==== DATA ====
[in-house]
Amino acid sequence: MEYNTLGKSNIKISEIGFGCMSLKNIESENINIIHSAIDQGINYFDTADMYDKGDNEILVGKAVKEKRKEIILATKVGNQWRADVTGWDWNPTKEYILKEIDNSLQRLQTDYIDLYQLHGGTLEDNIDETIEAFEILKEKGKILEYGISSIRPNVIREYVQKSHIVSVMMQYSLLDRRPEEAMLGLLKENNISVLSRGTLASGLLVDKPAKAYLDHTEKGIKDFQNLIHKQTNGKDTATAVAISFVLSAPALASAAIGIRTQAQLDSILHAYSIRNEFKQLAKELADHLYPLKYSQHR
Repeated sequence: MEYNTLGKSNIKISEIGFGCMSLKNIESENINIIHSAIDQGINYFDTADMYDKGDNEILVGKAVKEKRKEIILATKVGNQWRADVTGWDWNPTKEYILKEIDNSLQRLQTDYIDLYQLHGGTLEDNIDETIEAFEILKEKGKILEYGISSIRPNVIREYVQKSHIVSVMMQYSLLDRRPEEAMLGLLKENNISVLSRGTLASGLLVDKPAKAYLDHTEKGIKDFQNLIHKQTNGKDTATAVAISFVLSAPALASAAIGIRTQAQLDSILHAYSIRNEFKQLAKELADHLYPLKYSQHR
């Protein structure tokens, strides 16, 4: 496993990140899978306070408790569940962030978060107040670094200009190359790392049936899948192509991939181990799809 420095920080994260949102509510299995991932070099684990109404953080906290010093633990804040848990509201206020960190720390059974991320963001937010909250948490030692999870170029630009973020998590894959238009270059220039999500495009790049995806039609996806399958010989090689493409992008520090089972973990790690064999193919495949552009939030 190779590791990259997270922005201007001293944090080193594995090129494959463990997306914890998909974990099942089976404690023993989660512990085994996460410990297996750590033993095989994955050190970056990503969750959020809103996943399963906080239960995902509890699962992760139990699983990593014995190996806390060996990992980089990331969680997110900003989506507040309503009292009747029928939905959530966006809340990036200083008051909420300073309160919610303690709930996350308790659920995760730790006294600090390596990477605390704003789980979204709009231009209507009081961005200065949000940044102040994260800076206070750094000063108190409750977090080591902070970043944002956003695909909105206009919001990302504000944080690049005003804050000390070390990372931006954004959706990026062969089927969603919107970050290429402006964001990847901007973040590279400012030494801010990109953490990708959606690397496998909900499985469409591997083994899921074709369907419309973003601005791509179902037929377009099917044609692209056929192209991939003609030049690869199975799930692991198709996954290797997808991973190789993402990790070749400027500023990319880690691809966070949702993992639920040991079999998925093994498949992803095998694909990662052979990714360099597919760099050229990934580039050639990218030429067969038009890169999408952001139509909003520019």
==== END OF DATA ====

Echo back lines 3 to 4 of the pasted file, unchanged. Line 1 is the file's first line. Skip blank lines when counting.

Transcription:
Repeated sequence: MEYNTLGKSNIKISEIGFGCMSLKNIESENINIIHSAIDQGINYFDTADMYDKGDNEILVGKAVKEKRKEIILATKVGNQWRADVTGWDWNPTKEYILKEIDNSLQRLQTDYIDLYQLHGGTLEDNIDETIEAFEILKEKGKILEYGISSIRPNVIREYVQKSHIVSVMMQYSLLDRRPEEAMLGLLKENNISVLSRGTLASGLLVDKPAKAYLDHTEKGIKDFQNLIHKQTNGKDTATAVAISFVLSAPALASAAIGIRTQAQLDSILHAYSIRNEFKQLAKELADHLYPLKYSQHR
């Protein structure tokens, strides 16, 4: 496993990140899978306070408790569940962030978060107040670094200009190359790392049936899948192509991939181990799809 420095920080994260949102509510299995991932070099684990109404953080906290010093633990804040848990509201206020960190720390059974991320963001937010909250948490030692999870170029630009973020998590894959238009270059220039999500495009790049995806039609996806399958010989090689493409992008520090089972973990790690064999193919495949552009939030 190779590791990259997270922005201007001293944090080193594995090129494959463990997306914890998909974990099942089976404690023993989660512990085994996460410990297996750590033993095989994955050190970056990503969750959020809103996943399963906080239960995902509890699962992760139990699983990593014995190996806390060996990992980089990331969680997110900003989506507040309503009292009747029928939905959530966006809340990036200083008051909420300073309160919610303690709930996350308790659920995760730790006294600090390596990477605390704003789980979204709009231009209507009081961005200065949000940044102040994260800076206070750094000063108190409750977090080591902070970043944002956003695909909105206009919001990302504000944080690049005003804050000390070390990372931006954004959706990026062969089927969603919107970050290429402006964001990847901007973040590279400012030494801010990109953490990708959606690397496998909900499985469409591997083994899921074709369907419309973003601005791509179902037929377009099917044609692209056929192209991939003609030049690869199975799930692991198709996954290797997808991973190789993402990790070749400027500023990319880690691809966070949702993992639920040991079999998925093994498949992803095998694909990662052979990714360099597919760099050229990934580039050639990218030429067969038009890169999408952001139509909003520019």